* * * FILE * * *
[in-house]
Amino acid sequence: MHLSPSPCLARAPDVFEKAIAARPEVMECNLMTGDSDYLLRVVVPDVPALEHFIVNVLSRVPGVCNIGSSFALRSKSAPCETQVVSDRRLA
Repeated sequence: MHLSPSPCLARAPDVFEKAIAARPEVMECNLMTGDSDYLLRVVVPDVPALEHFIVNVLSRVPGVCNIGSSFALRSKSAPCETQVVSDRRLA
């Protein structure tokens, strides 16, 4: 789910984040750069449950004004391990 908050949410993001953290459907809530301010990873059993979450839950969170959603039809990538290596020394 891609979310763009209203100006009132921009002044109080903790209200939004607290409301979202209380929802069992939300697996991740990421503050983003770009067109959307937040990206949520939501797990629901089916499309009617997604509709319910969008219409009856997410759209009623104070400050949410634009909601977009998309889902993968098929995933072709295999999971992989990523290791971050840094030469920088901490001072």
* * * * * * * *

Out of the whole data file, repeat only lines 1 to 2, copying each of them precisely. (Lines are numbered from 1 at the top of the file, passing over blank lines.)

[in-house]
Amino acid sequence: MHLSPSPCLARAPDVFEKAIAARPEVMECNLMTGDSDYLLRVVVPDVPALEHFIVNVLSRVPGVCNIGSSFALRSKSAPCETQVVSDRRLA